Ken Yagoda, head of production at Young & Rubicam, says he had one job wrap just before the outage and another slated for Friday that was delayed until Saturday, but no major problems. "It wasn't significant for us, it wasn't huge," he says. "Everyone remained so calm and in such good spirits, it made up for any inconvenience that might have happened."
Manhattan production companies, meanwhile, say some pre-production plans and conference calls had to be delayed because of the outage, but that the effects were not far-reaching, particularly for bicoastals like Chelsea Pictures and Partizan. "What helped us was having an L.A. office to take up some of the slack," says Chelsea's Alva French. "It didn't adversely affect our business or our production." Partizan executive producer Steve Dickstein concurs, "I think this was a glitch, but it doesn't affect the outlook of the advertising or production business."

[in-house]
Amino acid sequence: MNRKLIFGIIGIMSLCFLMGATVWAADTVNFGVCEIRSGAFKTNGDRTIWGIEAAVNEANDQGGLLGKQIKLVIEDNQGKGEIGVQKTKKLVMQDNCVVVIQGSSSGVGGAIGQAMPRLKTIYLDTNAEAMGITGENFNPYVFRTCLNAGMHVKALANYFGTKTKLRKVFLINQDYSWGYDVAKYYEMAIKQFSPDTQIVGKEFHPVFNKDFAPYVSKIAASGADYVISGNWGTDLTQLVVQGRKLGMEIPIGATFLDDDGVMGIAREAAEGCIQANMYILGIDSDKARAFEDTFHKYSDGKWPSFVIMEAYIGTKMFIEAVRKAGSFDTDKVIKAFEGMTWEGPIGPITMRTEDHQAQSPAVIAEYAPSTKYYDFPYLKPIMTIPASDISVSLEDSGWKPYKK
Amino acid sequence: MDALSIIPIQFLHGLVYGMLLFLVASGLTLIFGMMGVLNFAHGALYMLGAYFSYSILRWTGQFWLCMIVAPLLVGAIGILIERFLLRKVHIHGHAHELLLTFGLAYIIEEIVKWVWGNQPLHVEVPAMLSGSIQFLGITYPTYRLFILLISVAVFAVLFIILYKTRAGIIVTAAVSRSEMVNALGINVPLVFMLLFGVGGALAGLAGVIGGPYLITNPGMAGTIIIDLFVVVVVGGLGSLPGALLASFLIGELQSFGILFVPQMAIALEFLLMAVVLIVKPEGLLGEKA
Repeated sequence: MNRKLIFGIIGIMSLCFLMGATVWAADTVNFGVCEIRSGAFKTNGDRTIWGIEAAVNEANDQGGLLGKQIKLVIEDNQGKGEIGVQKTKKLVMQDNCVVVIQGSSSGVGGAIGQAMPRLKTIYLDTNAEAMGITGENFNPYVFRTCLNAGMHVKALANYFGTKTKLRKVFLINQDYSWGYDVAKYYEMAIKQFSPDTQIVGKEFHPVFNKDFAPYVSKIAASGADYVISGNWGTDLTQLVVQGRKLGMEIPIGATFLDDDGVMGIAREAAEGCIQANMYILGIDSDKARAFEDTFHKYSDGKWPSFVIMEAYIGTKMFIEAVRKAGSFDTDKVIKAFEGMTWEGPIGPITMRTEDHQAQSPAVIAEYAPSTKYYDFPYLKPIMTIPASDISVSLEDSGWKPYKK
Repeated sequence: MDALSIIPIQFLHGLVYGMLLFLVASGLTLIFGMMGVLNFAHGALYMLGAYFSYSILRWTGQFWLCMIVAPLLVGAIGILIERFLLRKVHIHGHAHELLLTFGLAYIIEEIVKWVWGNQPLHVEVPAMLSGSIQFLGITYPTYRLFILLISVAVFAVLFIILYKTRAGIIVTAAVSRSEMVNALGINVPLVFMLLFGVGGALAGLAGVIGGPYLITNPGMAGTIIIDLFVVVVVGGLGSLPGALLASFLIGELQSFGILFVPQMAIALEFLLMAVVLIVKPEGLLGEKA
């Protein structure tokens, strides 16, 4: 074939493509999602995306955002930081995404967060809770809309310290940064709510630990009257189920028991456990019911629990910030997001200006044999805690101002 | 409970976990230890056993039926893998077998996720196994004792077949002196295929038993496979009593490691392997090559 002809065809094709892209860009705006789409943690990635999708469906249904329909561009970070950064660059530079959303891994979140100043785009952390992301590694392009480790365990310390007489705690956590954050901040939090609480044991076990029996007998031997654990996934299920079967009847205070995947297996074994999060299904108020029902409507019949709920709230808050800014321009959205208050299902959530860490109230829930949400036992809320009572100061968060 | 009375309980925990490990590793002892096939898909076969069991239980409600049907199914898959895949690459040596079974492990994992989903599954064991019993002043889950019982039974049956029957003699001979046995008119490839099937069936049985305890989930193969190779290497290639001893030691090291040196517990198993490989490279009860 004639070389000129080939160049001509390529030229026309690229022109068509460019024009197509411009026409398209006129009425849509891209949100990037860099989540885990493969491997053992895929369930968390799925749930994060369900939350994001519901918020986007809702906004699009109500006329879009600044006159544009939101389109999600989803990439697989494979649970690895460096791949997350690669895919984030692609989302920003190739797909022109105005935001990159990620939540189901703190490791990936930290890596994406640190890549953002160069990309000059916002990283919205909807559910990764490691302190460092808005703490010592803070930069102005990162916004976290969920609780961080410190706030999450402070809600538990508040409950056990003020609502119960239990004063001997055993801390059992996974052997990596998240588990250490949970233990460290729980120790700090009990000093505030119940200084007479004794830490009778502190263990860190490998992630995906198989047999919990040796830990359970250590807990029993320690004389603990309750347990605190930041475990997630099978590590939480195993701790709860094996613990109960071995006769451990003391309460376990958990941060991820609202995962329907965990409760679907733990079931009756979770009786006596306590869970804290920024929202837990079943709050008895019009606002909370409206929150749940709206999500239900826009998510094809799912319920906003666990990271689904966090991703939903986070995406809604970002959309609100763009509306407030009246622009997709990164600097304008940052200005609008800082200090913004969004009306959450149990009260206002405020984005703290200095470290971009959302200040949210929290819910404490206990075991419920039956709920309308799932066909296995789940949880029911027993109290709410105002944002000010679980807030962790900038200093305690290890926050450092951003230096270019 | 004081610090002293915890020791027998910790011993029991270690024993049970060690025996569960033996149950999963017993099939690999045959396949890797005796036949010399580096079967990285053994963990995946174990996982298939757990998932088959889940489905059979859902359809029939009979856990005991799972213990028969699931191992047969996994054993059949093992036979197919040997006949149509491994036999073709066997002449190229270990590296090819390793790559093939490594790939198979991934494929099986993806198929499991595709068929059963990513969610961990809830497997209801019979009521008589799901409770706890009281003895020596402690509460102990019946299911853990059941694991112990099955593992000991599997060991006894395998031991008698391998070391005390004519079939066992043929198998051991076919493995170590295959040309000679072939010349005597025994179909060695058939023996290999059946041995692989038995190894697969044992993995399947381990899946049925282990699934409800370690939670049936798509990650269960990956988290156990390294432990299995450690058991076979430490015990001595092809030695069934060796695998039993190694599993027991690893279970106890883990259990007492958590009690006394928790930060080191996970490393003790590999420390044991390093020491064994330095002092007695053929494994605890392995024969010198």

Saatchi's Perry reports that the one job he had going on in the area -- an outdoor shoot in New Jersey fueled, as is common practice, by its own generator -- may have been one of the few things that went on despite the blackout. "We probably could have sold the generator for a lot of money that day," he observes.